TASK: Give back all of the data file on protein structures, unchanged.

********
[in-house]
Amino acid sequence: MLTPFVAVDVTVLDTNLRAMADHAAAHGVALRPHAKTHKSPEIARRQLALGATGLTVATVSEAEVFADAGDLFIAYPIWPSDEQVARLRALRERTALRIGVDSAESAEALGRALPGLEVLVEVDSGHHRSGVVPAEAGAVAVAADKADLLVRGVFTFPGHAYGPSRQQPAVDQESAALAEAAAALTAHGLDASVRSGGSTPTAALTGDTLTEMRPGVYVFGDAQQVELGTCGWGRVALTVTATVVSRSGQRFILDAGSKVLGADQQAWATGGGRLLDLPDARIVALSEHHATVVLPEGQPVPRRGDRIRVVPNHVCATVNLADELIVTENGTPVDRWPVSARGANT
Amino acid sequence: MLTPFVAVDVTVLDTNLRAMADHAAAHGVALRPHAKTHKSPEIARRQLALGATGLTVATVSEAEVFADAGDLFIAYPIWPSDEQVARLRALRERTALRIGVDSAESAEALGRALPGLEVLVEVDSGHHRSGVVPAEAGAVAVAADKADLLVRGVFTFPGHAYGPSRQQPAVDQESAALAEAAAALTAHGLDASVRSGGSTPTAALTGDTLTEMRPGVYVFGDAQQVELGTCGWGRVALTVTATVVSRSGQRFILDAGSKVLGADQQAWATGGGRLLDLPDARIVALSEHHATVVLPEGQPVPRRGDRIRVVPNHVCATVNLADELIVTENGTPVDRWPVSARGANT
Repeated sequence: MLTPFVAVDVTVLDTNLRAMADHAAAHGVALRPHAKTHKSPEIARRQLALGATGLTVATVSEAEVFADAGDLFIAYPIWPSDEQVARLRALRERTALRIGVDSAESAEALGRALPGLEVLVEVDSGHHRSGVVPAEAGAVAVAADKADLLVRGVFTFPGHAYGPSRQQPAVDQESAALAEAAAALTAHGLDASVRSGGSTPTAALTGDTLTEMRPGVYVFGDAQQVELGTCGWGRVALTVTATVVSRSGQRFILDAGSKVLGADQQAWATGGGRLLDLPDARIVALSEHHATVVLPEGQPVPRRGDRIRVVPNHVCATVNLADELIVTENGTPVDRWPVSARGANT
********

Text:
[in-house]
Amino acid sequence: MLTPFVAVDVTVLDTNLRAMADHAAAHGVALRPHAKTHKSPEIARRQLALGATGLTVATVSEAEVFADAGDLFIAYPIWPSDEQVARLRALRERTALRIGVDSAESAEALGRALPGLEVLVEVDSGHHRSGVVPAEAGAVAVAADKADLLVRGVFTFPGHAYGPSRQQPAVDQESAALAEAAAALTAHGLDASVRSGGSTPTAALTGDTLTEMRPGVYVFGDAQQVELGTCGWGRVALTVTATVVSRSGQRFILDAGSKVLGADQQAWATGGGRLLDLPDARIVALSEHHATVVLPEGQPVPRRGDRIRVVPNHVCATVNLADELIVTENGTPVDRWPVSARGANT
Amino acid sequence: MLTPFVAVDVTVLDTNLRAMADHAAAHGVALRPHAKTHKSPEIARRQLALGATGLTVATVSEAEVFADAGDLFIAYPIWPSDEQVARLRALRERTALRIGVDSAESAEALGRALPGLEVLVEVDSGHHRSGVVPAEAGAVAVAADKADLLVRGVFTFPGHAYGPSRQQPAVDQESAALAEAAAALTAHGLDASVRSGGSTPTAALTGDTLTEMRPGVYVFGDAQQVELGTCGWGRVALTVTATVVSRSGQRFILDAGSKVLGADQQAWATGGGRLLDLPDARIVALSEHHATVVLPEGQPVPRRGDRIRVVPNHVCATVNLADELIVTENGTPVDRWPVSARGANT
Repeated sequence: MLTPFVAVDVTVLDTNLRAMADHAAAHGVALRPHAKTHKSPEIARRQLALGATGLTVATVSEAEVFADAGDLFIAYPIWPSDEQVARLRALRERTALRIGVDSAESAEALGRALPGLEVLVEVDSGHHRSGVVPAEAGAVAVAADKADLLVRGVFTFPGHAYGPSRQQPAVDQESAALAEAAAALTAHGLDASVRSGGSTPTAALTGDTLTEMRPGVYVFGDAQQVELGTCGWGRVALTVTATVVSRSGQRFILDAGSKVLGADQQAWATGGGRLLDLPDARIVALSEHHATVVLPEGQPVPRRGDRIRVVPNHVCATVNLADELIVTENGTPVDRWPVSARGANT